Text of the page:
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Creating the environment, in which second language learners (DLLs) are capable of acquiring the related knowledge and train the corresponding skills in an efficient manner is a challenging task, primarily, because of the numerous prejudices that are surprisingly popular even among experienced educators. In his article, Myths and Misconceptions about Second Language Learning: What Every Teacher Needs to Unlearn, Marry McLaughlin addresses some of the most popular yet nonetheless wrong ideas about the process of learning and teaching a second language. Although some of the ideas voiced by the author might seem common knowledge, the lack of their application in the contemporary SLL environment is what makes the process of teaching ESL students increasingly more complicated.
According to McLaughlin, the outstanding abilities that every child supposedly has toward second languages is one of the most dangerous myths that have been swarming around the designated area. In other words, though children show outstanding abilities in acquiring the skills related to their native language, the ones related to second ones have not been proven.
Therefore, by assuming that children have intrinsic abilities to learn second languages, a teacher is likely to set the expectations that are too high for the students. Similarly, language skills are not in inverse proportion to age, and nor is the time spent on immersing in the ESL environment. Finally, the ability to speak the second language does not mean being proficient in it for a child. McLaughlin has provided a brief overview of the most common misconceptions that teachers have about their young students, therefore, helping the former get a better understanding of the latter.
The ideas suggested by McLaughlin can be deemed as fairly sensible as a range of studies points to the same phenomena observed among young learners. Therefore, the content, as well as the arguments provided can be considered one of the strong aspects of the article. In addition, a perfect understanding of learners’ needs should be mentioned as one of the article’s key assets.
Unfortunately, the paper also has several problems. For example, the author’s ideas are not supported by trustworthy resources throughout the paper. Although McLaughlin makes at some points rather efficient use of the articles chosen as the foundation for the research, the lack of consistent support for his arguments is, nevertheless, consistent in the study. Therefore, McLaughlin could have made better use of the resources available.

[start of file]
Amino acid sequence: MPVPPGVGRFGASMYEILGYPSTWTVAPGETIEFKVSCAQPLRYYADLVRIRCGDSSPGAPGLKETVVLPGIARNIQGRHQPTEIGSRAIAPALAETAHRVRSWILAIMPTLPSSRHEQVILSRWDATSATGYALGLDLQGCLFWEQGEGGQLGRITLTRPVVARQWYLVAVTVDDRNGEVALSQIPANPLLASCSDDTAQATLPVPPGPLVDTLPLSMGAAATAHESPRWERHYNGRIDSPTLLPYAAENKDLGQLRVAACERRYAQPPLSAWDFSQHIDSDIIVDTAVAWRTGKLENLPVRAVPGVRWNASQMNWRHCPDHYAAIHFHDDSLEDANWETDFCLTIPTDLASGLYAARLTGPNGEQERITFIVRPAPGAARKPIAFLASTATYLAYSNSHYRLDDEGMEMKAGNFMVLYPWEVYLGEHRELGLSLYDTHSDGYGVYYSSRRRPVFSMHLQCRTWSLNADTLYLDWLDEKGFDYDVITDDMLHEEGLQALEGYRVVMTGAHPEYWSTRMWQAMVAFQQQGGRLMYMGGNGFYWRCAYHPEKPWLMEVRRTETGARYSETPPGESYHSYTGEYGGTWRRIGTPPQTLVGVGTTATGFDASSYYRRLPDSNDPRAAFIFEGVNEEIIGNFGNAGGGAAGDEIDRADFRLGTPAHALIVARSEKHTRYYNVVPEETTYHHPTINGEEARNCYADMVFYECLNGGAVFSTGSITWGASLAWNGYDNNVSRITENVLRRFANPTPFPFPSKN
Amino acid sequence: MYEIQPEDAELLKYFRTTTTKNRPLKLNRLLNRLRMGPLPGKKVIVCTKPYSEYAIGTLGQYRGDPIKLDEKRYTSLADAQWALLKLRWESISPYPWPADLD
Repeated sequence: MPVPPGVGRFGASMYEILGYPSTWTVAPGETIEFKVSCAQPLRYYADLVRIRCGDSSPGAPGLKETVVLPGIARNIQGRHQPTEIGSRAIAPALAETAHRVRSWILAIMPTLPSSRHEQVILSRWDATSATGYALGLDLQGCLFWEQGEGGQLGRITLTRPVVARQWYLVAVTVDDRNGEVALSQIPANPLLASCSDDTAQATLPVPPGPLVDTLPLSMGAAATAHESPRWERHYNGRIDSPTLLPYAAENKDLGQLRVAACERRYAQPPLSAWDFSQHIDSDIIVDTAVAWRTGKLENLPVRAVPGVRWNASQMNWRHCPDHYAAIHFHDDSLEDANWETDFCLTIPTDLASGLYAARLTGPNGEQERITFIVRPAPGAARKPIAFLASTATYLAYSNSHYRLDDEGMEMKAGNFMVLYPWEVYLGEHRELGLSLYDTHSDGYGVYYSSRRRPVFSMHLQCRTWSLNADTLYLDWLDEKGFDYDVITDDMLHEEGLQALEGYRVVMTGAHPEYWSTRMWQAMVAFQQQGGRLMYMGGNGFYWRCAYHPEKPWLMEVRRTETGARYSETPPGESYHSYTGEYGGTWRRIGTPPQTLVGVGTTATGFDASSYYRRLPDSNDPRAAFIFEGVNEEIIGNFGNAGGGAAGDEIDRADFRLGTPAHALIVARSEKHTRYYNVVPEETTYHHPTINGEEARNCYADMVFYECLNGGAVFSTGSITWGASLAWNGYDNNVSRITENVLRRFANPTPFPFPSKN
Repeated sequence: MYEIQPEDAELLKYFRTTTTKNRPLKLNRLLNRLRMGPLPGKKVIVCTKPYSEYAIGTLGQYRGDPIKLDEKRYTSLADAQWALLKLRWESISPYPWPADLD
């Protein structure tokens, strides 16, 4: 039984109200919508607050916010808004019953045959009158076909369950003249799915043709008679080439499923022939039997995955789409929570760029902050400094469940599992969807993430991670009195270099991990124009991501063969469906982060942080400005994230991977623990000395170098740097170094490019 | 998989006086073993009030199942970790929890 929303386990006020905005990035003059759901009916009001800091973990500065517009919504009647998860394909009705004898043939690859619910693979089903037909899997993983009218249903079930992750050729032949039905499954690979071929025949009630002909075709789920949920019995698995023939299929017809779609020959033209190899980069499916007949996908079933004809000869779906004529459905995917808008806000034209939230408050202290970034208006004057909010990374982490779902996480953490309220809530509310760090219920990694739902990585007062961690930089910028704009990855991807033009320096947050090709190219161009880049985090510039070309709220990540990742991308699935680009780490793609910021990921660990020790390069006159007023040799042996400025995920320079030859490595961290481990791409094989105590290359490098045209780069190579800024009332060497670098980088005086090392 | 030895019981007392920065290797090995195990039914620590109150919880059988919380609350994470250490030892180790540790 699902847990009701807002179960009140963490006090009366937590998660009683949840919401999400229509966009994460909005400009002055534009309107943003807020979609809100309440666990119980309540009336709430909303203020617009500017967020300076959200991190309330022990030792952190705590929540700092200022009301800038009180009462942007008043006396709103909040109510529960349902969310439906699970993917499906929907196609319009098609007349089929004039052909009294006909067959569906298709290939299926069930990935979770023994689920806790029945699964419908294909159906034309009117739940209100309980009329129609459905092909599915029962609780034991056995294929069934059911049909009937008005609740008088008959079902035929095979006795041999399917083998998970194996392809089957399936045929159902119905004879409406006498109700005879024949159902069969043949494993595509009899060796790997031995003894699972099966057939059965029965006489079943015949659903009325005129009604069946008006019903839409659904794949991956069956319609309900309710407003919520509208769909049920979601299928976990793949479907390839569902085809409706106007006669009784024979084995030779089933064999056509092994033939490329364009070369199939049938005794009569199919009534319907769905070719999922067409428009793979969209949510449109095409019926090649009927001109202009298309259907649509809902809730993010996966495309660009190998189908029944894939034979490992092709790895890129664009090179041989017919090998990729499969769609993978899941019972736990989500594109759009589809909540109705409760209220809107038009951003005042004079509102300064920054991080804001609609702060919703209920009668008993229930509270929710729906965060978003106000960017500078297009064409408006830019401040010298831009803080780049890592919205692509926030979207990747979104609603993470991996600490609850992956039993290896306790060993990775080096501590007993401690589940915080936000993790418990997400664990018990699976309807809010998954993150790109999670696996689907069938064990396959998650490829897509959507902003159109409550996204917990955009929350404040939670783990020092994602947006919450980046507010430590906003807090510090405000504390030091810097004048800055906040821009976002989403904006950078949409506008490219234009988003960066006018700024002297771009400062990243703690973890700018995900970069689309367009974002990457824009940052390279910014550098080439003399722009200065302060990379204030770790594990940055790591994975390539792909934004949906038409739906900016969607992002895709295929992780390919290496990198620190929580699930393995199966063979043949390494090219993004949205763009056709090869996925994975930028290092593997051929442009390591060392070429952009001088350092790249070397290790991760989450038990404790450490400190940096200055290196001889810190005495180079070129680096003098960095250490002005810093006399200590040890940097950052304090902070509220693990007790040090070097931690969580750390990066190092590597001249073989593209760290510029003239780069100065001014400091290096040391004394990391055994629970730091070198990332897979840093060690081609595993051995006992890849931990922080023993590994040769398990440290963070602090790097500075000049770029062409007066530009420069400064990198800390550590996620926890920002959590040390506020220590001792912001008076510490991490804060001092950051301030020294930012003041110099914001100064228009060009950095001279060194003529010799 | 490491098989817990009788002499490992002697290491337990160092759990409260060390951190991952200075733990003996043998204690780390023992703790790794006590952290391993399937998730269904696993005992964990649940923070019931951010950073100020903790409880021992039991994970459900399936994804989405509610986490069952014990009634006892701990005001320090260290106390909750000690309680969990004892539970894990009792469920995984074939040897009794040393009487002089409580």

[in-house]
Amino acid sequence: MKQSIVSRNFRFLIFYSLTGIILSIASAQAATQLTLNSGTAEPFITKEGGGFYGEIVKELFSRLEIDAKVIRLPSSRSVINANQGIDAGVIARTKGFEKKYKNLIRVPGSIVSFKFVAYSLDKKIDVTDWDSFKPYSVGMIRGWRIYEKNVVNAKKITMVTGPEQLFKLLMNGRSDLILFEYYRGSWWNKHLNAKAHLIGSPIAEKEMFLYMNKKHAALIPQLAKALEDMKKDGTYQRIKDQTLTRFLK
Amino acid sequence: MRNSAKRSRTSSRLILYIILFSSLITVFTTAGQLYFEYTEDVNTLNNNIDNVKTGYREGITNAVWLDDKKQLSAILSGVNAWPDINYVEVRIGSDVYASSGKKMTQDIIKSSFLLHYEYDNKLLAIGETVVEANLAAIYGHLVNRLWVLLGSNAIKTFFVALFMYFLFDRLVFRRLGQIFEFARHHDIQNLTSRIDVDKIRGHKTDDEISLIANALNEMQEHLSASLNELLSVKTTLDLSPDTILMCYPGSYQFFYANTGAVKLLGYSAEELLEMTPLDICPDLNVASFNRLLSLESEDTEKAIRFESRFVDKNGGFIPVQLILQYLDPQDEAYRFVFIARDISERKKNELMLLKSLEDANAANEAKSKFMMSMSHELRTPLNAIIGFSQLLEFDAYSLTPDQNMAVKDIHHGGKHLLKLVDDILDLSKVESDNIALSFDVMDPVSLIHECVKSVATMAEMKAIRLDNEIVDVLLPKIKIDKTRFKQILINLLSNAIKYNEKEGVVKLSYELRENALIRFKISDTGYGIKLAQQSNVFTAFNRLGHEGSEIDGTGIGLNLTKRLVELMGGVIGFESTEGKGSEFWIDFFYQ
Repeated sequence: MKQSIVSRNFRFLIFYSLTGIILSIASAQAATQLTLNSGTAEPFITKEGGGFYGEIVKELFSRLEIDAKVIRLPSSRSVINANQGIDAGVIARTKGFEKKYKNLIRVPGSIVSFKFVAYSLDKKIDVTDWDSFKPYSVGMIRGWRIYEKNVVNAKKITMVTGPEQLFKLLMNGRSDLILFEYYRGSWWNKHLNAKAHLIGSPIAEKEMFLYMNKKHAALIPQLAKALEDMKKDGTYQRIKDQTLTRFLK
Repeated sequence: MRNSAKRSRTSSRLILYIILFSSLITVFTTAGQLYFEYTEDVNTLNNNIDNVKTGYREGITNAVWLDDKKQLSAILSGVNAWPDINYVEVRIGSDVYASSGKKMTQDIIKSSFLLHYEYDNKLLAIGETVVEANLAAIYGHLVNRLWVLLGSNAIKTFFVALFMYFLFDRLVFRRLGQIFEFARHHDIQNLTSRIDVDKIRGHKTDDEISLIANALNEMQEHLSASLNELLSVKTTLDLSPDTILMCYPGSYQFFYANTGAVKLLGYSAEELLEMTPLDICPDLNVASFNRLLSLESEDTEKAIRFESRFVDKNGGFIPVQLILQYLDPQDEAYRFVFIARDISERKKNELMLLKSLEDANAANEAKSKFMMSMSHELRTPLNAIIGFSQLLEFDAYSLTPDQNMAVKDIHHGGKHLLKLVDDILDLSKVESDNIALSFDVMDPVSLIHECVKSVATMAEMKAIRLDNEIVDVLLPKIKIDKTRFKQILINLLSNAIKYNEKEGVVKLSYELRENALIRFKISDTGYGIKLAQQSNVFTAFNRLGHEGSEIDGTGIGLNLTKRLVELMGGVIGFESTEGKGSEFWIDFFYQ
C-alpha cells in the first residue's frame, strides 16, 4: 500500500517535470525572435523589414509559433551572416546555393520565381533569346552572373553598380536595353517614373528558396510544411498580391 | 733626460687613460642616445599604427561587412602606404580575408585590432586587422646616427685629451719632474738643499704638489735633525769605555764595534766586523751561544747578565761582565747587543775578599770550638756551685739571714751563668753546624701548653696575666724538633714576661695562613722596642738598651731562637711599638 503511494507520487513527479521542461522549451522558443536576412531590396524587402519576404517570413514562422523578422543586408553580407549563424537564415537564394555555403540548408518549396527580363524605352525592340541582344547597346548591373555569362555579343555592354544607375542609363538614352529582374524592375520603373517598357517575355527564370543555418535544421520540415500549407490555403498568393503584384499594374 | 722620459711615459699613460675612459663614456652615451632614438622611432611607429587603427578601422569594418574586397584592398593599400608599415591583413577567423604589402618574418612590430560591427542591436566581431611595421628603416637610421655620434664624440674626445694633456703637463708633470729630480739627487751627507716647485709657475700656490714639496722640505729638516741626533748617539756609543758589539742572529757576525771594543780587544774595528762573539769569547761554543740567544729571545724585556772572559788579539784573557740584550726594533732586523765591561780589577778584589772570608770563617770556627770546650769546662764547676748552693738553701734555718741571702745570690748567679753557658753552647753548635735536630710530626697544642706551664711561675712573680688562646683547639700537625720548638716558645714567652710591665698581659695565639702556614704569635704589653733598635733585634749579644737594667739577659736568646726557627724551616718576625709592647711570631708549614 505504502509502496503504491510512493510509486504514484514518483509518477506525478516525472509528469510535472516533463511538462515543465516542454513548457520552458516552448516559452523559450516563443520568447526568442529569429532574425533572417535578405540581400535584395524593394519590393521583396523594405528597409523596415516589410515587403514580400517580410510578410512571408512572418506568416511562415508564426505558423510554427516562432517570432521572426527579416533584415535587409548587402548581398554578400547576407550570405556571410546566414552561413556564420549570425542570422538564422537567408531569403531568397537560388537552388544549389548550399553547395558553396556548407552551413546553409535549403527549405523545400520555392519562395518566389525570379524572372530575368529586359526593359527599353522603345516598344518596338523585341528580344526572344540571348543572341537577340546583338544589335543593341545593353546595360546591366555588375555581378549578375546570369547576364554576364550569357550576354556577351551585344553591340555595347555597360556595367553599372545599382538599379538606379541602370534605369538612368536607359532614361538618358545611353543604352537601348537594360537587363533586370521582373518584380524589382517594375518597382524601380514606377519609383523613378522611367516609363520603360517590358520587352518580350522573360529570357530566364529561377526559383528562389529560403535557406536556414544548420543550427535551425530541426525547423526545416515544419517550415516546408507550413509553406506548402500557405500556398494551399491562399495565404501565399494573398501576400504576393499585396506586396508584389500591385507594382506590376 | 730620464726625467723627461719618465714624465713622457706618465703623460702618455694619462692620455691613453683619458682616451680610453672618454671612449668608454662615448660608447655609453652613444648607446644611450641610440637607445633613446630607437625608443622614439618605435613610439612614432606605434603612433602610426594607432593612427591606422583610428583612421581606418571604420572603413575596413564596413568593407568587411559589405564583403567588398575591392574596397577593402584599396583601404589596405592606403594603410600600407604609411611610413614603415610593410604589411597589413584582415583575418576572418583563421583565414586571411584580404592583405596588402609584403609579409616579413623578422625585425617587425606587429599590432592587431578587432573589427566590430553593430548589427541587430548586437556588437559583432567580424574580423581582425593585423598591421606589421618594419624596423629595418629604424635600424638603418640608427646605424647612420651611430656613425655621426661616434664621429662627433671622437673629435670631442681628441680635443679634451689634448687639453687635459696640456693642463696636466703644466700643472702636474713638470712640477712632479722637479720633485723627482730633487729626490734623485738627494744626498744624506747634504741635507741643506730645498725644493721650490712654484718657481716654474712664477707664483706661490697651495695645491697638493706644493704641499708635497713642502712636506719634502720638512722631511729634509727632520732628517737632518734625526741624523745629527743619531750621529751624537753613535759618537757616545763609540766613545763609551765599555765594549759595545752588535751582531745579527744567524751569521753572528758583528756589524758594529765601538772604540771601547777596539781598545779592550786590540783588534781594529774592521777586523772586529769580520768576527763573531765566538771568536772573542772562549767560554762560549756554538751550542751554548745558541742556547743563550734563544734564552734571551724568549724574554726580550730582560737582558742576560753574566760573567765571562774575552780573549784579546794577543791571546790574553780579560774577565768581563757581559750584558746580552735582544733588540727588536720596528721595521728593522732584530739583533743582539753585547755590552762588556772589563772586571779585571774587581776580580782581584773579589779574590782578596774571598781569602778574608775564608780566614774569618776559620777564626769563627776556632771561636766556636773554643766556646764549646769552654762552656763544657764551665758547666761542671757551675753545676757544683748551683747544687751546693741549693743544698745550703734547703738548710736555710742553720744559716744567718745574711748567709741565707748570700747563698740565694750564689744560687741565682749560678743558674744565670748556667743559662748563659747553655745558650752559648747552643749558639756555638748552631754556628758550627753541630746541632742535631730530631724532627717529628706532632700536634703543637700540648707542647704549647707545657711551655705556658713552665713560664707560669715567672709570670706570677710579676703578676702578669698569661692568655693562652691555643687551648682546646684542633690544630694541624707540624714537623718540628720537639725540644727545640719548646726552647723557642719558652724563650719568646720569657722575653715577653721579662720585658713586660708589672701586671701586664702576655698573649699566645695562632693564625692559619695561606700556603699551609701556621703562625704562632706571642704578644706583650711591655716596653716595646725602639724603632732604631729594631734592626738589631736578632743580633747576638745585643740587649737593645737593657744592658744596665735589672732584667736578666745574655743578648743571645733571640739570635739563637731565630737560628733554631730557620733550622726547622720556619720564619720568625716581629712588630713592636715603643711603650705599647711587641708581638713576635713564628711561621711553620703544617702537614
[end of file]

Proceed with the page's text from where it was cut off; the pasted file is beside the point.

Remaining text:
In addition, the title and, therefore, the topic of the report is very broad; it invites the opportunity to discuss a large variety of myths concerning the process of teaching young learners a second language. The author, in his turn, addresses only four issues out of all possible ones. Granted that the issues raised by McLaughlin were a novelty at the time that the article was published, the opportunities that the author missed by focusing solely on the problems discussed are still far too vast. By narrowing down the scope of the study, McLaughlin could have set the readers’ expectations lower and, therefore, prove that his discoveries were truly groundbreaking, thus, redefining the history of teaching. However, as is, the article, nevertheless, is an impressive piece of information that sheds a lot of light on the education process, suggesting that the approach used at the time should be altered so that learners could attain greater success.
Application and Ideas About the Article
Although written comparatively long ago, the article has not dated much. As it has been stressed above, the idea of children possessing intrinsic abilities to acquire second-language-related competencies remains a powerful misconception in contemporary society (McLaughlin 5-7). Which is even more threatening, the myths mentioned above remain popular among a range of parents, thus, preventing their children from learning the necessary skills efficiently.
Therefore, speaking of the application of the information provided by the author, one should consider the program aimed at teachers, learners, and parents alike. The program aimed at promoting a proper approach to teaching young students a second language will supposedly allow teachers get rid of the myths mentioned above, serve as the premises for children to acquire the necessary competencies, and allow parents to realize the datedness of some of the ideas that they still support.
In other words, the article written by McLaughlin has prompted not merely a more reasonable teaching behavior and a more sensible teaching strategy but an entire program that will presumably help SLL learners and their teachers find common grounds.
The significance of the family support mentioned above is especially important in the program mentioned above. While changing the framework of teachers’ strategies, as well as studying the way, in which children acquire the related information, instructors will have to encourage parents to assist their children in the process of learning a second language. Thus, while the article states the ideas that have already been introduced in the contemporary education environment, is also prompts a variety of initiatives for second language teachers to consider.
McLaughlin, Barry 1992, Myths and Misconceptions About Second Language Learning: What Every Teacher Needs to Unlearn. PDF file.